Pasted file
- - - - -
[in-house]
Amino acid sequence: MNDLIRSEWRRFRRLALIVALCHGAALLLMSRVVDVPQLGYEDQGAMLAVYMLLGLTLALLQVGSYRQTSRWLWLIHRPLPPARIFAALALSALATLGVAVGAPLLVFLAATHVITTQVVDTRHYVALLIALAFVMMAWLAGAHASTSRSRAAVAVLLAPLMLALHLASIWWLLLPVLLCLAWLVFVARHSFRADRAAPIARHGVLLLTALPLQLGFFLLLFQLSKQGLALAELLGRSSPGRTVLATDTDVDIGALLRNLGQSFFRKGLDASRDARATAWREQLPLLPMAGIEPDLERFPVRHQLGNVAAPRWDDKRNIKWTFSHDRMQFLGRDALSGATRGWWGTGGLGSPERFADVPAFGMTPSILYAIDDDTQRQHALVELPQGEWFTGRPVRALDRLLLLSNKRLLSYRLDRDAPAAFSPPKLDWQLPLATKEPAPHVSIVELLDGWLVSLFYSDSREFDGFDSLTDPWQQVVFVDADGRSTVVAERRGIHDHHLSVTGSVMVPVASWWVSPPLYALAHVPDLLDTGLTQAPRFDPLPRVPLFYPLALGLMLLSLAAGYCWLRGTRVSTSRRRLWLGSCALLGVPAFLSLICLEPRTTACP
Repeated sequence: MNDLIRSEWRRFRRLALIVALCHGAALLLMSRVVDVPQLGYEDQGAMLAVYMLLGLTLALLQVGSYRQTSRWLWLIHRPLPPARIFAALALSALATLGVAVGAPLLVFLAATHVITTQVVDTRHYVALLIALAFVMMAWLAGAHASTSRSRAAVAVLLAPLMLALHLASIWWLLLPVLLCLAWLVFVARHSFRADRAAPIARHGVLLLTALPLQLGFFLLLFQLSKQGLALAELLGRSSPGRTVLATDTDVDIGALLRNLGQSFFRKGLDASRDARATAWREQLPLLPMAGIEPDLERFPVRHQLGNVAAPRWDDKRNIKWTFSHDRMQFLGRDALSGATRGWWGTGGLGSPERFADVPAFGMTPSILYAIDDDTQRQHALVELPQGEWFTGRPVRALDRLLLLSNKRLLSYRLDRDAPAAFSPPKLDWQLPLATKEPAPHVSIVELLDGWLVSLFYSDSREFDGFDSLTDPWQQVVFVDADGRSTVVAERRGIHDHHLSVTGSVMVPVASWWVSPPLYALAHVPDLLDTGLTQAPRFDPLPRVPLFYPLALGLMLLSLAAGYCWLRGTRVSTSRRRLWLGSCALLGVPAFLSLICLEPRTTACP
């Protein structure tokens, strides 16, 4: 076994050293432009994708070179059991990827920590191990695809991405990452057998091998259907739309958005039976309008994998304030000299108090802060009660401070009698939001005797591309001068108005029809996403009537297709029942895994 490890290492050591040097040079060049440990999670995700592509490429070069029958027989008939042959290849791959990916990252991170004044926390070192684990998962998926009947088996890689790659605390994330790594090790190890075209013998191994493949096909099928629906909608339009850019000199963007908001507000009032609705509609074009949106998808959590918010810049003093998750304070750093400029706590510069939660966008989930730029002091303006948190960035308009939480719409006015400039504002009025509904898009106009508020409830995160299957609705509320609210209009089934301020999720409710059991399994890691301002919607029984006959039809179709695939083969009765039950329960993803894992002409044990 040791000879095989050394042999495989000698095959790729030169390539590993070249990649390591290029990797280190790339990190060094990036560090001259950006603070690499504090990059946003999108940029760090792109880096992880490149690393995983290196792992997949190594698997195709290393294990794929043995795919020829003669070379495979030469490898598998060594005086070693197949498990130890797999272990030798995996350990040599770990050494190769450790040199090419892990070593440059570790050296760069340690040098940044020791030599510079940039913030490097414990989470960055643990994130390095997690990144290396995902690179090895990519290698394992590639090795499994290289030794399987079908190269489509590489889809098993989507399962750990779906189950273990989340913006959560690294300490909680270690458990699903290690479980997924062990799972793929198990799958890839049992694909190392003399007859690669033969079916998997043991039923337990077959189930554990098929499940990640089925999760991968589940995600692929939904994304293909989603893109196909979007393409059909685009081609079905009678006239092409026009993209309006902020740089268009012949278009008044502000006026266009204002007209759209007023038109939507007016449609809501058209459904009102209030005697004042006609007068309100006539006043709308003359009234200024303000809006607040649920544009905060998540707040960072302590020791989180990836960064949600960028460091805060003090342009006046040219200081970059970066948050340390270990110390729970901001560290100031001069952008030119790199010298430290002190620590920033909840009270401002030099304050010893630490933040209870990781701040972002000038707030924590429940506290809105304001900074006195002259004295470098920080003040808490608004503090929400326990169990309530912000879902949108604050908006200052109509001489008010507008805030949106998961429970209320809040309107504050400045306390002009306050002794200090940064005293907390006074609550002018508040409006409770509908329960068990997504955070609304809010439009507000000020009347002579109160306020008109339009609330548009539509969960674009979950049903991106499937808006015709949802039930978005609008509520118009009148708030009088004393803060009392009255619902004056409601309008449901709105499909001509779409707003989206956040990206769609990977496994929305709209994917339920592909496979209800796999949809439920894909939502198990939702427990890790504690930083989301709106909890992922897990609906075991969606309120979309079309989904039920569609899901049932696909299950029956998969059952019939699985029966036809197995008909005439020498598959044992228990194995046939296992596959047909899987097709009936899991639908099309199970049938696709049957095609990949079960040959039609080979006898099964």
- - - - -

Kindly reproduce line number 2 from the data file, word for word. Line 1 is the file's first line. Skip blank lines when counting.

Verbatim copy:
Amino acid sequence: MNDLIRSEWRRFRRLALIVALCHGAALLLMSRVVDVPQLGYEDQGAMLAVYMLLGLTLALLQVGSYRQTSRWLWLIHRPLPPARIFAALALSALATLGVAVGAPLLVFLAATHVITTQVVDTRHYVALLIALAFVMMAWLAGAHASTSRSRAAVAVLLAPLMLALHLASIWWLLLPVLLCLAWLVFVARHSFRADRAAPIARHGVLLLTALPLQLGFFLLLFQLSKQGLALAELLGRSSPGRTVLATDTDVDIGALLRNLGQSFFRKGLDASRDARATAWREQLPLLPMAGIEPDLERFPVRHQLGNVAAPRWDDKRNIKWTFSHDRMQFLGRDALSGATRGWWGTGGLGSPERFADVPAFGMTPSILYAIDDDTQRQHALVELPQGEWFTGRPVRALDRLLLLSNKRLLSYRLDRDAPAAFSPPKLDWQLPLATKEPAPHVSIVELLDGWLVSLFYSDSREFDGFDSLTDPWQQVVFVDADGRSTVVAERRGIHDHHLSVTGSVMVPVASWWVSPPLYALAHVPDLLDTGLTQAPRFDPLPRVPLFYPLALGLMLLSLAAGYCWLRGTRVSTSRRRLWLGSCALLGVPAFLSLICLEPRTTACP